Revealed last year's Detroit Auto Show, new reports out of Europe this week suggest that MINI is now considering two versions of its Beachcomber Concept, with only one of them to get a production future.
According to Britain's Autocar, ongoing positive feedback for the BeachComber concept has moved MINI to tag the high-riding compact SUV for possible production.
There is reportedly internal debate however on what form the new model should take, with opinion divided between a recreational vehicle true to the concept, and a three-door offroad sports coupe.
While both versions would reportedly built on the Countryman's underpinnings (its pillarless design allowing for a more exciting rear-hinged door arrangement,) the report adds that the three-door proposal, known at MINI as the 'Canyon Coupe', would be built on a shortened version of the platform.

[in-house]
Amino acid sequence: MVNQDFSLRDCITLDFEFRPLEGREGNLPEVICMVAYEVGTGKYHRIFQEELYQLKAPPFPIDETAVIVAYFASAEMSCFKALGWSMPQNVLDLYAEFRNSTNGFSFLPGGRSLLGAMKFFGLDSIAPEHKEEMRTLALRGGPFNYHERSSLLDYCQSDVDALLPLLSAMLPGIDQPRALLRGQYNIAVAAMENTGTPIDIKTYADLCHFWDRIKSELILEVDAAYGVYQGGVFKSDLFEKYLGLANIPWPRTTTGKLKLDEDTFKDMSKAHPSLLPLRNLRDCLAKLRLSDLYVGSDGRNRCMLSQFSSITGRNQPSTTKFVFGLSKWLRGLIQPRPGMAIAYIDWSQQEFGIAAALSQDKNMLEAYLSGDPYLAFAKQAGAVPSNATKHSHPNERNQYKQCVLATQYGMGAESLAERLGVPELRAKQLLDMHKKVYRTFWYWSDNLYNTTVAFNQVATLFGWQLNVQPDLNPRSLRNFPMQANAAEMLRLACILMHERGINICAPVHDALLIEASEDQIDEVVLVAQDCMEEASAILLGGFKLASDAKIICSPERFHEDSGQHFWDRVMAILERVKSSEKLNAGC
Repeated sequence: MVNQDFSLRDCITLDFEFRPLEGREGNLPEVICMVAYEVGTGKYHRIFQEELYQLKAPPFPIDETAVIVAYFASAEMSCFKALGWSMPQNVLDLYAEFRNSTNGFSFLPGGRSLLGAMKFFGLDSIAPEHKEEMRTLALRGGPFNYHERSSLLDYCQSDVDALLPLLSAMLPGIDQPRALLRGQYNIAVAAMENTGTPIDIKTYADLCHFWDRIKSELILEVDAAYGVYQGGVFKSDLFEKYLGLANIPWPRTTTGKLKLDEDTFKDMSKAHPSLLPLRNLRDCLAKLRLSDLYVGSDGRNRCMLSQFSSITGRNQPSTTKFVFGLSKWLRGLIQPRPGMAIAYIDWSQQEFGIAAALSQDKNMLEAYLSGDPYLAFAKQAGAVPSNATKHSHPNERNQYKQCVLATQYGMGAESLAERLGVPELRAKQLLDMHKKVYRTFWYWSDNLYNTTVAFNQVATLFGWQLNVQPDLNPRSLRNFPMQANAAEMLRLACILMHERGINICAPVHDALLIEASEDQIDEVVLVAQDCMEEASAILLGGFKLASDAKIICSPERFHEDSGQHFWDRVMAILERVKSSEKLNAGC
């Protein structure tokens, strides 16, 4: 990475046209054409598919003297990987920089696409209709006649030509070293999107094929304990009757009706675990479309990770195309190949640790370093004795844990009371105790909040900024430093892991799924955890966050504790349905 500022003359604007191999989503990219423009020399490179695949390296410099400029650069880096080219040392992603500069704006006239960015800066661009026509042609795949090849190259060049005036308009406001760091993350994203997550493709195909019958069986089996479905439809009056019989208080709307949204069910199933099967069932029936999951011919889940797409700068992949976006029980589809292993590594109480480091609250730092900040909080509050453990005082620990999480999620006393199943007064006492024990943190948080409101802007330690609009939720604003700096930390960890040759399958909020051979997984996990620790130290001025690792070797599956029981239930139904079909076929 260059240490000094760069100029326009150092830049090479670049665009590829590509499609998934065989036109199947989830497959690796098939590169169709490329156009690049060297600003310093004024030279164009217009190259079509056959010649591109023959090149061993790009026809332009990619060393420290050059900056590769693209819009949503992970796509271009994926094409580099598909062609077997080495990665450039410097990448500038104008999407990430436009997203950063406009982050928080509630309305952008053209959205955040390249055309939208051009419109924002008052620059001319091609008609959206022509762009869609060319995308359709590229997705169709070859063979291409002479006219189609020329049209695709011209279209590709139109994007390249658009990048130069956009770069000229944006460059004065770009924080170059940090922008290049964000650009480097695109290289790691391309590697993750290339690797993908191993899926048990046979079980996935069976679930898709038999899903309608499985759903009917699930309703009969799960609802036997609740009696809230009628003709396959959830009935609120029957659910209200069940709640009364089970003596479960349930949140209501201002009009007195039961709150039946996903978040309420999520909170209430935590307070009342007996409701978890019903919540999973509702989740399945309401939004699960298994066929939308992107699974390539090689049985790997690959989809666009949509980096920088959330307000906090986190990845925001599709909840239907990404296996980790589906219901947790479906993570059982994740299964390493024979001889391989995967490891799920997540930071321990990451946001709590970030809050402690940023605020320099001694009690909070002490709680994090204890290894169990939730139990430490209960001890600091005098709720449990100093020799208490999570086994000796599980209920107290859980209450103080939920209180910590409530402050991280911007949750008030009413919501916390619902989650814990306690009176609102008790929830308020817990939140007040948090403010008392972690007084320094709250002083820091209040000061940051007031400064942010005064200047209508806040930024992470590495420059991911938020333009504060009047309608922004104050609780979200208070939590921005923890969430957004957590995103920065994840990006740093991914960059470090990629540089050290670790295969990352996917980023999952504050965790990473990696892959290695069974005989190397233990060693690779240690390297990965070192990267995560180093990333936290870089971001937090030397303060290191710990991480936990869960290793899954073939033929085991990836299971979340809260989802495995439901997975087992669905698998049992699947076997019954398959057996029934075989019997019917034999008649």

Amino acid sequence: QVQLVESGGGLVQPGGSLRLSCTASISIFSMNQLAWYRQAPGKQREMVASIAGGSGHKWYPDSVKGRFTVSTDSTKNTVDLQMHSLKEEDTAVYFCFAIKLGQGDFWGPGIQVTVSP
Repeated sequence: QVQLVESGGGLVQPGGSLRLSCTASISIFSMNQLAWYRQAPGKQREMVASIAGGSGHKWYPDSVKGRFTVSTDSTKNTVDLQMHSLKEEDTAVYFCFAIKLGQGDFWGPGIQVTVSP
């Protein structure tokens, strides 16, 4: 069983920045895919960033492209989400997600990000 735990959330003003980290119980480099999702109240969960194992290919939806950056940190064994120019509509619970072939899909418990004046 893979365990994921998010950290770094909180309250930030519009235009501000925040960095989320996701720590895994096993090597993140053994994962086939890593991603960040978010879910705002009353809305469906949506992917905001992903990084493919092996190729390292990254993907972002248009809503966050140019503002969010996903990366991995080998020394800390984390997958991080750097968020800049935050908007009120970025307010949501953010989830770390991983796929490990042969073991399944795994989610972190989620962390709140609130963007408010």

Built as a preview for the MINI Countryman (due in Australia early next year), the Beachcomber Concept features the ALL4 all-wheel-drive system used in the Countryman, along with a number of its styling elements.
Utilising the same platform and basic mechanical setup as the Countryman, putting the BeachComber into production wouldn't require a massive investment.
Featuring an open-body style reminiscent of the iconic Mini Moke, the Beachcomber Concept was designed to be as much at home on mountain trails and the beach as MINI's Cooper range is on the road.
Measuring four metres long, MINI says the Beachcomber offers an ideal pairing of unique style and practicality for the brand's "modern, lifestyle-oriented" buyers.
The Beachcomber features reinforced A- and D-pillars and MINI's ALL4 all-wheel-drive system, all of which are expected to appear in the upcoming crossover.
While the Beachcomber is built on a robust modern chassis, the Mini Moke it draws its inspiration from was little more than a floorpan with wide sills, an engine and a windscreen.
A true 60s creation popular in Australia, production of the Mini Moke continued until 1968 and reached a production volume of more than 14,500 units.